How and where will you prepare for the Giro? Do you have a special training camp again?
RH: Yup, we start here in Girona on Friday and continue on Saturday and Sunday. We’ll do specific Team Time Trial training, get our strategy planned, and work together with the guys that are going to be there. And it comes pretty quick, I think we leave next Wednesday for Italy. The whole point of this weekend is to put it all together and to put the best possible 9 guys on the plane next Wednesday. So racing Liege yesterday, recovering, doing a little bit of training and getting going again comes pretty quick!

How different will it be this year with Christian having worn pink before? You guys won’t be able to sneak up on anyone this time like you may have done last year.
RH: Yeah, but I don’t know if you really sneak up on anyone in the opening TTT. It’s pretty straightforward — everyone puts in their best effort and whoever’s fastest at the end, that’s it. I think we’re clearly going to be looked at as one of the favourites, or the favourite — that’s the way it goes. It’s a good position to be in and we’re definitely approaching it with that mindset.

Having the success you had at last year’s Giro must give you a huge amount of confidence going into this year’s race?
RH: Yeah, I think the team’s confident no matter what, especially in the Time Trial discipline, when you see the team we’ve put together for this Giro – it’ll be pretty amazing. We’re going to be focusing on that event and then going to the Giro in the best possible way. I mean the big goal is still the Tour de France with Christian, and we’ll always have that in the back of our mind and that’s going to be my main objective, to be the best I can be in July for Christian.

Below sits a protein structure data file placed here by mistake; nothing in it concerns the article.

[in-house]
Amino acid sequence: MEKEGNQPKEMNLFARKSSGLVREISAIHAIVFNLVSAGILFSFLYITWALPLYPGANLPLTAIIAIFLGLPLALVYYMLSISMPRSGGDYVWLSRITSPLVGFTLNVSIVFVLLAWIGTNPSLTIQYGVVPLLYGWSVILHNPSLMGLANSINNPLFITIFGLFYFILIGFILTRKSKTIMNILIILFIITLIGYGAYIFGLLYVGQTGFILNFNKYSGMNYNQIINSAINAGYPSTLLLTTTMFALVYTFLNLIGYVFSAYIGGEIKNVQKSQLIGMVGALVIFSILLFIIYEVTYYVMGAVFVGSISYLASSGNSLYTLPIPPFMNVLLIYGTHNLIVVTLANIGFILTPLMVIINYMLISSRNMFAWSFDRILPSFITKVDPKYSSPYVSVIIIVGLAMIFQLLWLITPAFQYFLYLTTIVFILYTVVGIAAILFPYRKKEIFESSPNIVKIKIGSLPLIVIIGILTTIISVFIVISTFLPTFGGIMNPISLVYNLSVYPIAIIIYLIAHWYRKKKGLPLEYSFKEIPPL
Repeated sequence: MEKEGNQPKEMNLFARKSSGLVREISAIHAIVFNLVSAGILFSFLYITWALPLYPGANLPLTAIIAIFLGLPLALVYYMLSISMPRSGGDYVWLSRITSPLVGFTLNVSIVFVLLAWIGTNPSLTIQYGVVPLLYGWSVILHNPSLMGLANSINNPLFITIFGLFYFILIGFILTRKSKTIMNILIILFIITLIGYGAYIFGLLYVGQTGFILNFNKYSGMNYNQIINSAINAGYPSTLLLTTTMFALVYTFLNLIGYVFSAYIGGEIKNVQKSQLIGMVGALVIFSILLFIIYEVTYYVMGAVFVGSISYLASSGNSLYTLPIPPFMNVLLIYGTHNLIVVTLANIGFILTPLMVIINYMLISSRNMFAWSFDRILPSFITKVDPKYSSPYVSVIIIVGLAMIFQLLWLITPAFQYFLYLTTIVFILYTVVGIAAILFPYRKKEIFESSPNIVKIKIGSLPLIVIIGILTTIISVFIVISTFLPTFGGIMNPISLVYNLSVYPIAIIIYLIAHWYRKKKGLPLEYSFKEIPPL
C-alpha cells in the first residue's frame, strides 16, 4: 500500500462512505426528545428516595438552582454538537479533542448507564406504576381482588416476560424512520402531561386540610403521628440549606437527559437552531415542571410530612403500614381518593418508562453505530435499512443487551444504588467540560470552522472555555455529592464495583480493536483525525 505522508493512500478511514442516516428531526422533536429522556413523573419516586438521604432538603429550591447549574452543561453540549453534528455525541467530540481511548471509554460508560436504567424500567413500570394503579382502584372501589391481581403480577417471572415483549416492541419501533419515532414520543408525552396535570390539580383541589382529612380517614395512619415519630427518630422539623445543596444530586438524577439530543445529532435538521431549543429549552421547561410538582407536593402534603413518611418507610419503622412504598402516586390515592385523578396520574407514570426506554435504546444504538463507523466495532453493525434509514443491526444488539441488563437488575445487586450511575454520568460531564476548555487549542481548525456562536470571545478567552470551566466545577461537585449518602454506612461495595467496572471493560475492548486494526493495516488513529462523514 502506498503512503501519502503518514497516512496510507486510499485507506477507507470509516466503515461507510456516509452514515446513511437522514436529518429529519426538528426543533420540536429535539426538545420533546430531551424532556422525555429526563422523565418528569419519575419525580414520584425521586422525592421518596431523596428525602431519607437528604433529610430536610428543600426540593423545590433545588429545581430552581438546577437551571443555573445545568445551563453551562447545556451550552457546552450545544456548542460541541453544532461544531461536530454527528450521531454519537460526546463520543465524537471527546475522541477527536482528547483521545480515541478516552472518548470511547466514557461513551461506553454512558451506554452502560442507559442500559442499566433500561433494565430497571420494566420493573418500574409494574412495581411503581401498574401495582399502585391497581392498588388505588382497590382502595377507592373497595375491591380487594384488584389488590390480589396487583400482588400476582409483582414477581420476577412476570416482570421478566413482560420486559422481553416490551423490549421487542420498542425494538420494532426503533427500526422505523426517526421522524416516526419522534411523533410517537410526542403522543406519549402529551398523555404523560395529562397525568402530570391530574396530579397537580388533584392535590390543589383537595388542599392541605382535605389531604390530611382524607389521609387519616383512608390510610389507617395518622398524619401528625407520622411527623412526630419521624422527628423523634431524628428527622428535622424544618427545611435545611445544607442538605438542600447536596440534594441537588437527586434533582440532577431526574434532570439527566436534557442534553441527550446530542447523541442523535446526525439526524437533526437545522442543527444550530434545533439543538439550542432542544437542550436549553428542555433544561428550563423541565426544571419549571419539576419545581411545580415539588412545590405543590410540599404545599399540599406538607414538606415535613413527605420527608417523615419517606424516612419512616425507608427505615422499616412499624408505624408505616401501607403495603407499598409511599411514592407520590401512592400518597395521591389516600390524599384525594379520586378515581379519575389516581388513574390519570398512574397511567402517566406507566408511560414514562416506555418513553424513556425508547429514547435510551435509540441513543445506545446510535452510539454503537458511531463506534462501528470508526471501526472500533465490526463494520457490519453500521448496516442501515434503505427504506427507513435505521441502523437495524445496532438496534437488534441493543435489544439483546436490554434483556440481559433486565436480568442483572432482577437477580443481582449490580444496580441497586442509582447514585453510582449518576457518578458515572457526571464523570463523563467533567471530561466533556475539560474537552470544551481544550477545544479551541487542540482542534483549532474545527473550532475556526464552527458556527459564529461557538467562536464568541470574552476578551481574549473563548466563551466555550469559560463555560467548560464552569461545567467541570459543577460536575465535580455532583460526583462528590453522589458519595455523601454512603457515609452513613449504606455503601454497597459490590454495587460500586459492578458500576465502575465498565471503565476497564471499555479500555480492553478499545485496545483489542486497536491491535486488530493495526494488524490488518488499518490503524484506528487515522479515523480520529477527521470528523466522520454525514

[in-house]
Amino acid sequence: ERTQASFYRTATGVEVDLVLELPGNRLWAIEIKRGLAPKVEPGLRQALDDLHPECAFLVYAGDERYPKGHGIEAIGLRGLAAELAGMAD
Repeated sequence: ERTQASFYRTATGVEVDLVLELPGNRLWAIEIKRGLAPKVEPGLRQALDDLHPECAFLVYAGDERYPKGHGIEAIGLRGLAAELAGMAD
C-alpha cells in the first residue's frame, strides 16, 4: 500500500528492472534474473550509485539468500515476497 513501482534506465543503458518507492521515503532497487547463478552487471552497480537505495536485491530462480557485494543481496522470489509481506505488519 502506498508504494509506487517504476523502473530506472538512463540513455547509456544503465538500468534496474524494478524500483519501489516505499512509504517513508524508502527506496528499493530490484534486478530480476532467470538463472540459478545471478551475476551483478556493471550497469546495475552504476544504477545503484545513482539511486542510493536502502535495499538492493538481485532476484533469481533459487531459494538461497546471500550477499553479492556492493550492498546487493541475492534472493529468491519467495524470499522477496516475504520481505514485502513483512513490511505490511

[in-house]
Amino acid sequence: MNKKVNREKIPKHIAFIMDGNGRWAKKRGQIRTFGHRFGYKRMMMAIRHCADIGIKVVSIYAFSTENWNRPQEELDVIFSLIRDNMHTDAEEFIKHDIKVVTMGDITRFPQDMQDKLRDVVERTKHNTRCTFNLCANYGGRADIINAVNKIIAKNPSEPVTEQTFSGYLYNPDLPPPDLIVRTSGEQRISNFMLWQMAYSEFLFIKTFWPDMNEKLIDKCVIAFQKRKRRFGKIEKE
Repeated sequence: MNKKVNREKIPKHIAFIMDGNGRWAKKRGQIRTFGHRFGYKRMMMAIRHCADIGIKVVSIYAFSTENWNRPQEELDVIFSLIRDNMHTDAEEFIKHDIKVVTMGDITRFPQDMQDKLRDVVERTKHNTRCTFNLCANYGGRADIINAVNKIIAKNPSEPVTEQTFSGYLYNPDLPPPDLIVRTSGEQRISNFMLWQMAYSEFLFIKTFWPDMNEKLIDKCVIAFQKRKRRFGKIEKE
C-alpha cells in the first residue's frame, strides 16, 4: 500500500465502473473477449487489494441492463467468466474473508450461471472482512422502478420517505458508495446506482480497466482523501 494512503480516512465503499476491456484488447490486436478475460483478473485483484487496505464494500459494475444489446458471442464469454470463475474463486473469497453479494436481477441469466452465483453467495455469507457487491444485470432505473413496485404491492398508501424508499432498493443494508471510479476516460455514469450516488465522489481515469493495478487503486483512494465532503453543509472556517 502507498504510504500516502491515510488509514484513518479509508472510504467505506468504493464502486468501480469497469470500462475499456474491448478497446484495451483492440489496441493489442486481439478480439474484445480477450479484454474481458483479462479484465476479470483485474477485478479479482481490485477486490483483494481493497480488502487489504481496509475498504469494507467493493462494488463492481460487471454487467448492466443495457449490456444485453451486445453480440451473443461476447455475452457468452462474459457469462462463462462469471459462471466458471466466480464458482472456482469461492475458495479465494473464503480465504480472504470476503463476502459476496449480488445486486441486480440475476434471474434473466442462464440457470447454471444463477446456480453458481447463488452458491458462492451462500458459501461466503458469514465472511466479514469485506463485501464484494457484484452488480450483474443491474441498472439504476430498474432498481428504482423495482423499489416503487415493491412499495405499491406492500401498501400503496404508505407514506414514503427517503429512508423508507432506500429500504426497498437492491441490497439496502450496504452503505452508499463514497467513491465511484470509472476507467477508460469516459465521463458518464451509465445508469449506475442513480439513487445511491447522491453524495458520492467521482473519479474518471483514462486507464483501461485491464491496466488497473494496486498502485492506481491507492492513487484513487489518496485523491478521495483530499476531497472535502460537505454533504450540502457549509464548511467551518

With the way you’ve been racing this spring, do you feel like you’re just where you want to be for the Giro?
RH: Oh yeah, I want to be performing in the Giro. It’s a perfect time of the year to be at a high level. Doing the Giro before the Tour there’s the perfect amount of time to put in a big effort and use that effort to progress and then recover and then go into the Tour. Just the fact that that’s what I did last year, mentally it’s pretty easy to wrap your head around the whole concept. And I know I’m improving constantly and I am excited about the Giro, based especially on this last week, but even on what I’ve been doing since December.

What about Christian’s form and preparation? Is he where he wants to be and where the team wants him to be as well?
RH: Yeah, I think so. When you’re truly focused on say the Tour de France, and when you have performed like he did last year, it’s hard for a rider to kind of put the brakes on and not do a lot in the winter months to be the absolute best you should be in July. So he’s kind of taken that mentality and maybe had a bit of a slower start this year, but already with great performances and periods through that slow start. I think he’s very pleased with where he’s at right now, especially Pays-Basque, he was performing well there, almost winning a stage. Also winning a stage in Paris-Nice, I mean those are great indicators, so I think he’s pretty excited for the Giro again and using that as his last stepping stone for July.

There’s a 9-hour time difference between Girona and BC, have you been able to follow the NHL playoffs at all?
RH: Oh noooooo!! Cody (Graham of Media One) was telling me there’s been “Canuck Fever” but I haven’t even had any time to process the whole thing!

They swept the Blues in the first round and are just waiting to see who they’ll play next. They’ve had a lot of time off. (note: the night after we spoke it was announced that the Canucks will face off against the Chicago Blackhawks).
RH: Well, that’s good to hear.

Good luck at the Giro! We hope to catch up with you there to see how things are going.
RH: Cool, thanks!